However, even after the FCCB conversion, Inox would hold about 42.67% and thus can easily buy additional 8% stake in Fame from the markets.
With Fame share prices now touching Rs90 and above, purchase of even a single share of Fame will considerably hike the Inox offer price. This may also lead to a situation like that of the Great Offshore Ltd (GOL) takeover battle, where ABG Shipyard Ltd sold its stake in GOL just one day prior to the open offer and made huge profits.
Now, the moot question is, why are both Inox and ADAG fighting for Fame? The answer is simple. Fame owns 95 screens across 12 cities. ADAG wants to consolidate its position as the market leader in number of screens (to 337 screens from 242 screens). Similarly, after the acquisition, the number of screens for Inox would go up to 210 from 115, thus making it the second-largest player in the film-exhibition business.
Apart from the rankings and consolidation, there is another crucial aspect to the acquisition of Fame. The acquisition doesn't just involve the film-exhibition business of Fame, but it brings along Fame's film distribution subsidiary, Shringar Films Ltd, and food courts and restaurant management subsidiary, Big Pictures Hospitality Services Pvt Ltd.
Fame also holds a 50% stake in Headstrong Films Pvt Ltd (a film-production unit) and Swanston Multiplex Cinemas Pvt Ltd (primarily engaged in managing a multiplex in a Mumbai suburb), thus making the acquisition deal a complete package.
With both the parties trying to become market leaders in this business, the battle is bound to heat up in the future. Amidst this scuffle, the debt of over Rs100 crore on Fame's account books seems to have taken a backseat.
On Thursday, Fame India ended 0.06% down at Rs85; Inox surged 5.18% to Rs66.05 and RML shares inched up 1.04% to Rs218.40 on the Bombay Stock Exchange. The BSE 30-share Sensex closed 164.9 points up at 17,692.60 points.
A number of leading American academic institutions are interested in collaboration and research alliances
With a law on the anvil to allow operation of foreign education providers in India, a top consortium of research institutions from the US has evinced interest in collaborating with Indian universities.
A delegation of the Committee on Institutional Cooperation (CIC), which represents America's top universities, visited India this week and met HRD minister Kapil Sibal to discuss areas of collaboration and institutional linkages, reports PTI.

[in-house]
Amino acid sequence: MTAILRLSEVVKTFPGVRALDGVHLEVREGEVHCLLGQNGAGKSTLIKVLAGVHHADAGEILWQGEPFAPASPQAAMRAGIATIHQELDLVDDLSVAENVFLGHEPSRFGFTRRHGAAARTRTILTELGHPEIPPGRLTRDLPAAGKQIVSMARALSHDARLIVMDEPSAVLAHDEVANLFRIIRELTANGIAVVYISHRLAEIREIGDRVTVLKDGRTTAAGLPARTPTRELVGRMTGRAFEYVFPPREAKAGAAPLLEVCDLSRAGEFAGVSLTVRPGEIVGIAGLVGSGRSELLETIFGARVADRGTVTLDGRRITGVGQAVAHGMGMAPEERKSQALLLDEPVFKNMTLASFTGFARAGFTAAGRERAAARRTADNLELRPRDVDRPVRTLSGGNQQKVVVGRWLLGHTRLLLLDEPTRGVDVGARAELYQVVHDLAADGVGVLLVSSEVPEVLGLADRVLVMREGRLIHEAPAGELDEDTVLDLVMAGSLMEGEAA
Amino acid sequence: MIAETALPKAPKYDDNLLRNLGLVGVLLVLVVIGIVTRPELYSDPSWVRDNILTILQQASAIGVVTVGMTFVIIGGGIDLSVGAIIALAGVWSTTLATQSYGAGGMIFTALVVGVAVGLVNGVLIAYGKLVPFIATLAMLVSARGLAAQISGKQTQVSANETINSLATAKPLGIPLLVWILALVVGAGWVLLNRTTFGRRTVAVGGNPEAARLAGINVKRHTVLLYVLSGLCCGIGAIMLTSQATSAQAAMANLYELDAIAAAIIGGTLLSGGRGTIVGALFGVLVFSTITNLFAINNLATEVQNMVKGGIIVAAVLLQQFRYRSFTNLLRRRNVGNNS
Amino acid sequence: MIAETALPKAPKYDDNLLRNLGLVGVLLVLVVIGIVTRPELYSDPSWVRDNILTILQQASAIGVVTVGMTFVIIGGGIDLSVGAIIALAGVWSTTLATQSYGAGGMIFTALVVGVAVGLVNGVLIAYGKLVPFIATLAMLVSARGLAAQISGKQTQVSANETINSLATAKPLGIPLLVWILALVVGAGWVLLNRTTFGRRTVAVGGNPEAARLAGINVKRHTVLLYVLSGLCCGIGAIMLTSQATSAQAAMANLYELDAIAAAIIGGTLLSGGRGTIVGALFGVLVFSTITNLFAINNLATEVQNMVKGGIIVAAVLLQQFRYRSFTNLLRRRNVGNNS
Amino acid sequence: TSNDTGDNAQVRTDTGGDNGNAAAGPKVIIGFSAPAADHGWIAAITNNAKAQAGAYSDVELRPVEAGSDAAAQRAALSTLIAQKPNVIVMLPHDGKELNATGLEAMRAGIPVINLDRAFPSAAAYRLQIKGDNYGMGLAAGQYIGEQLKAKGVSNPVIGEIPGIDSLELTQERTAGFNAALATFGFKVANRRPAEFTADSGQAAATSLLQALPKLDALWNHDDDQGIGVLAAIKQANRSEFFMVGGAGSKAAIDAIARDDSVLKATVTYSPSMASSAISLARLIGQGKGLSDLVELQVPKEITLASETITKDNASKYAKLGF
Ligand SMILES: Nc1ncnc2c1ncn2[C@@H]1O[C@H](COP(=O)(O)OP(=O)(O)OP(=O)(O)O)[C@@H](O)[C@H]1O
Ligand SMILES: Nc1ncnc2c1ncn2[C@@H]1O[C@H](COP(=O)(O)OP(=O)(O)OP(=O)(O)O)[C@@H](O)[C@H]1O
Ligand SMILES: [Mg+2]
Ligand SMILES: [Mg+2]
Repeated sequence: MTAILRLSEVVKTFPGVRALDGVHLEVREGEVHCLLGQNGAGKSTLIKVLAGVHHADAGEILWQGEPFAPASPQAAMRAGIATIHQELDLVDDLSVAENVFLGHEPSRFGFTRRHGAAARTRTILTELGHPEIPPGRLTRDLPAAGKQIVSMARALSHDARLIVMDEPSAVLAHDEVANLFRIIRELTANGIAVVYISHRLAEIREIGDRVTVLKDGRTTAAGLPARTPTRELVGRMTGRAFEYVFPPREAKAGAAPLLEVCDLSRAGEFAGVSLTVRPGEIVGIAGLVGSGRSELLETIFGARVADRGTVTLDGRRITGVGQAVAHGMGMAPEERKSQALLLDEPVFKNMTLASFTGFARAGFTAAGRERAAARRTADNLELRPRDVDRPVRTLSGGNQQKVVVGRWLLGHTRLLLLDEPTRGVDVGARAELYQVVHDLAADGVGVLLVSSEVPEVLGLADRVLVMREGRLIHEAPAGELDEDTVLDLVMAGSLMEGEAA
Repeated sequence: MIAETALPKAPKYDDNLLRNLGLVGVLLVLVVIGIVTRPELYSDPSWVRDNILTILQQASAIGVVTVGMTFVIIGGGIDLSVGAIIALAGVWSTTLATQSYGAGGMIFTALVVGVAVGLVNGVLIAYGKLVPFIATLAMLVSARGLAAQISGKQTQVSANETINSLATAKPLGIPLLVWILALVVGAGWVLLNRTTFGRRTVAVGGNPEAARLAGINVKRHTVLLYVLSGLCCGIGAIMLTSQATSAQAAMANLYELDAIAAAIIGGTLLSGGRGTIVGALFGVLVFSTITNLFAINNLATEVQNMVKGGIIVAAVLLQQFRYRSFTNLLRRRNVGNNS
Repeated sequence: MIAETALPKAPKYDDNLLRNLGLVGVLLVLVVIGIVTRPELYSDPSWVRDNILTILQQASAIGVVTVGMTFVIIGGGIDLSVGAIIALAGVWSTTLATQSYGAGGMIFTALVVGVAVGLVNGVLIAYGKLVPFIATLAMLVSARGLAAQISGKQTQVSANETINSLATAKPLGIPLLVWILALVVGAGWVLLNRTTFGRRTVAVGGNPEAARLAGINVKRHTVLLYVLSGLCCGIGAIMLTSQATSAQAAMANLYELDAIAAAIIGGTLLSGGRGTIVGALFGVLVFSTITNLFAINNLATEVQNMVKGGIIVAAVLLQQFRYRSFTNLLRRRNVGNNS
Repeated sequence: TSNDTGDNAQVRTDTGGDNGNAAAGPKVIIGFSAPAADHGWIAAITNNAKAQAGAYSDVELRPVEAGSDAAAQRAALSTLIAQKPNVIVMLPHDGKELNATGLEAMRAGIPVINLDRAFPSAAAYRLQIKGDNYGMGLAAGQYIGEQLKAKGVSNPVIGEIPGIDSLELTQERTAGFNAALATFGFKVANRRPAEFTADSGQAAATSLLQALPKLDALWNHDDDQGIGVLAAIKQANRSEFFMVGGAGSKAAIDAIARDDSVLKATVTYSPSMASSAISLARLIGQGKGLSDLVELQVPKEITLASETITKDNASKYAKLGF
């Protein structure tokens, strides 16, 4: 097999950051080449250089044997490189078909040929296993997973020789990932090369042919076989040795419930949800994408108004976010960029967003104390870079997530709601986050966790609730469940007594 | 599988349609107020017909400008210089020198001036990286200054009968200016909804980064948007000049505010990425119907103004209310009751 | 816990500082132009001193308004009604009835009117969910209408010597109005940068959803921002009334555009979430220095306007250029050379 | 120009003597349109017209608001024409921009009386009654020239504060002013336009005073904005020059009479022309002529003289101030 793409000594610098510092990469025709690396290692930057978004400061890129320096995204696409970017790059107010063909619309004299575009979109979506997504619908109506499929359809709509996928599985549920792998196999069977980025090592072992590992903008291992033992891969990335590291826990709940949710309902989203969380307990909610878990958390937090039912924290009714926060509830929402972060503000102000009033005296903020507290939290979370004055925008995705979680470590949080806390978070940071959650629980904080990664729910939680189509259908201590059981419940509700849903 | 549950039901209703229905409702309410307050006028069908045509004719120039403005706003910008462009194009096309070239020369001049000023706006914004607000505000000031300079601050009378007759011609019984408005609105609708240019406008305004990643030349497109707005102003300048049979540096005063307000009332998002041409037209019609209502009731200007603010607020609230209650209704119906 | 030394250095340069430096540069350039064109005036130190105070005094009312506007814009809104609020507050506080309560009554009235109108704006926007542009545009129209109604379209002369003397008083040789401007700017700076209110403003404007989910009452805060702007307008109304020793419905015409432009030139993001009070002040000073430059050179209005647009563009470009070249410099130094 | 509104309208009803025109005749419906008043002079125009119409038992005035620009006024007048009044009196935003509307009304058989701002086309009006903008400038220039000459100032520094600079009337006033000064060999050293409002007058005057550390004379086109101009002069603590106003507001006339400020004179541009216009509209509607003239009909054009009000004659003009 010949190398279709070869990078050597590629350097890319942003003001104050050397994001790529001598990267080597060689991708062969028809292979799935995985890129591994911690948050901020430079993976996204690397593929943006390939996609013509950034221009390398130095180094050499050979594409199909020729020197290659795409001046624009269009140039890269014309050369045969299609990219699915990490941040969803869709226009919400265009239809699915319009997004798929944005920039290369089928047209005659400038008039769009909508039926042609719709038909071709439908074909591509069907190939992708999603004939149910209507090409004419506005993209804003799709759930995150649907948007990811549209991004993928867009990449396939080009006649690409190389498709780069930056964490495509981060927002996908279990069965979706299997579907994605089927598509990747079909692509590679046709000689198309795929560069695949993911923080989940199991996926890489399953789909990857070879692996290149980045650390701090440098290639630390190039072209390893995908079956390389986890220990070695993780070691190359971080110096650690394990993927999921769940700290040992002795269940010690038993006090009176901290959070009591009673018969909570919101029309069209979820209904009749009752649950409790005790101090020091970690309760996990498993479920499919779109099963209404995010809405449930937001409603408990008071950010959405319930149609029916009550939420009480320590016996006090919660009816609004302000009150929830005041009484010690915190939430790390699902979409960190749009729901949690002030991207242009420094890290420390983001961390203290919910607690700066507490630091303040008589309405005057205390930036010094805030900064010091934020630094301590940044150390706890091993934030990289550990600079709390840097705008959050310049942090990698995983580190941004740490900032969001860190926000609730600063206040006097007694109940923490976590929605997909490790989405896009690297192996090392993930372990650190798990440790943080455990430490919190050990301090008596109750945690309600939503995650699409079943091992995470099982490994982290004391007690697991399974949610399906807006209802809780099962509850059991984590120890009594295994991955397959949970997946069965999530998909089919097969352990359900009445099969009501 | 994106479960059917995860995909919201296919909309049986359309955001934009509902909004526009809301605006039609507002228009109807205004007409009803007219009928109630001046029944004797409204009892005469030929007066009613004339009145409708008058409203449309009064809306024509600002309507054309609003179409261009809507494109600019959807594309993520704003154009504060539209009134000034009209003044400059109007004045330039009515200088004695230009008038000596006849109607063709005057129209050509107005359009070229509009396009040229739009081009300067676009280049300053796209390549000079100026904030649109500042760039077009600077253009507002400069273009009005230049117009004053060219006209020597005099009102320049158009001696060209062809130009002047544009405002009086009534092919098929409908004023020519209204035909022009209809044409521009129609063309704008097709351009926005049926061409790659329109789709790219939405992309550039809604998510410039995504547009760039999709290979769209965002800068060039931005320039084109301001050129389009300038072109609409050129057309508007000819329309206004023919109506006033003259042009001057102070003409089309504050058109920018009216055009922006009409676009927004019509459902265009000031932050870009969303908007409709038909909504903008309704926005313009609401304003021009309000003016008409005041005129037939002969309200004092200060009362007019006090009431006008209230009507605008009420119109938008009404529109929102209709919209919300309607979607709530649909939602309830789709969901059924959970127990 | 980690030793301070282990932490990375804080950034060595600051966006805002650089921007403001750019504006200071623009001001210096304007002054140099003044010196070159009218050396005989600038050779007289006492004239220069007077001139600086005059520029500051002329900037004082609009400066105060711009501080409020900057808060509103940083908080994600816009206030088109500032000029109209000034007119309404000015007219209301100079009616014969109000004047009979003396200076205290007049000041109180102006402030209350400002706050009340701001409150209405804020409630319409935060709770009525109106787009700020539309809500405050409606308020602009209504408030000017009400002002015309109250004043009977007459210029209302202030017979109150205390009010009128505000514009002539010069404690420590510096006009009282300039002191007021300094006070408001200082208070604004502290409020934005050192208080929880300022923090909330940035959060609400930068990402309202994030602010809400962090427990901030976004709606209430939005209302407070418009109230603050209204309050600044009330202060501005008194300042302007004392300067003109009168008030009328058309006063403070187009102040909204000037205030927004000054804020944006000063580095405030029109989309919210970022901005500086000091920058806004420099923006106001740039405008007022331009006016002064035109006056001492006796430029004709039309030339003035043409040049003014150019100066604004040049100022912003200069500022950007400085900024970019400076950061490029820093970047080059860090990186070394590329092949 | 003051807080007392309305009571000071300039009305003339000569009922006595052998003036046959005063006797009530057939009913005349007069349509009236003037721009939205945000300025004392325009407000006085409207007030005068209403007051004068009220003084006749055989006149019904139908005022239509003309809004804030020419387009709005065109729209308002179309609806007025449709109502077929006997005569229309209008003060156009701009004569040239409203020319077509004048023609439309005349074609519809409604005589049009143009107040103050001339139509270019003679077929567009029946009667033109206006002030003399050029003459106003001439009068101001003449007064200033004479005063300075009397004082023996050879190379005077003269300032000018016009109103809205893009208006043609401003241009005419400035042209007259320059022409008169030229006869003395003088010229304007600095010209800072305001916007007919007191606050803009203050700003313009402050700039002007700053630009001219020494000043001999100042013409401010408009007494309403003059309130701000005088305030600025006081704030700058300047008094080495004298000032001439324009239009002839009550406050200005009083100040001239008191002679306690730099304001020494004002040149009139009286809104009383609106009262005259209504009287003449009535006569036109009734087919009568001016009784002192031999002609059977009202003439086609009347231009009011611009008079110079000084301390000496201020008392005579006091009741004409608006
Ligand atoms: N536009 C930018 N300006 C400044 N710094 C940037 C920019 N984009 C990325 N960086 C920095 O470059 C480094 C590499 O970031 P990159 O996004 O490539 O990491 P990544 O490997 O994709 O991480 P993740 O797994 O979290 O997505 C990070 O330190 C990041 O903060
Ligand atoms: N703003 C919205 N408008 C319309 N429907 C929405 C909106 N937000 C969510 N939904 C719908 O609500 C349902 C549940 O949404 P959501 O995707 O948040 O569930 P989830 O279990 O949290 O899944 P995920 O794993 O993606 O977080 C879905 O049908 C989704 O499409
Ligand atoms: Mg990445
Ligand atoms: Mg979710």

The CIC is a consortium comprising universities of Chicago, Illinois, Indiana, Iowa, Michigan, Michigan State University, Minnesota, North-western, Ohio State, Pennsylvania State, Purdue and Wisconsin-Madison.
"We have come for discussion on collaboration on research and academic programmes. We are a consortium of research universities and we are together for over 50 years. We do lots of things together and we can collaborate with Indian institutions," said Karen Partlow, associate director, (Technology Collaboration), CIC.
She said that the delegation was on a fact-finding mission to explore the areas of collaboration. This was the first meeting of the CIC delegation with Mr Sibal.
"The minister is open to hear specific ideas like what sort of engagement we would like to have in India. We will prepare a detailed plan in this direction and come again," said Ms Partlow, who led the delegation.
The CIC is known for quality research and its advanced research laboratories. Through collaboration, the CIC members increase teaching, learning and research opportunities.
These universities conduct funded research of $6.40 billion every year while the funded research of Ivy League universities and the University of California are pegged at $3.27 billion and $4.38 billion respectively.
“India is interested in institutional linkages between CIC institutions and universities here. This will help Indian universities take advantage of the high-quality research facilities of CIC member institutions,” an HRD ministry official said.
The CIC universities enrol nearly three lakh under-graduate and 76,000 post-graduate students every year and deliver doctoral programmes in 147 areas of study.
University of Illinois, a member of CIC, had earlier helped India set up IIT-Kharagpur and the GB Pant University of Agriculture and Technology. The visit of CIC comes at a time when the government is likely to introduce the Foreign Educational Institution (Regulation of Entry and Operation) Bill, 2010, in Parliament this month.
The Cabinet has approved the Bill which lays down norms for allowing entry and operation of foreign education providers in India. Nearly 50 foreign institutions, including Boston, Yale and Duke University, have evinced interest in either setting up campuses or collaborate on research and academic programmes.
The CIC delegation also met representatives of Aligarh Muslim University (AMU) and discussed facilitating more research students. The delegation evinced interest in sending students for pursuing studies in Persian, Arabic, Urdu, Hindi and other Indian languages.
The delegation comprised Wolfgang Schloer from University of Illinois, Will Glover from University of Michigan, Molly Portz from University of Minnesota, Ken Shapiro and Aseem Ansari from University of Wisconsin-Madison, Terry Webb from Madison Area Technical College and Ms Partlow.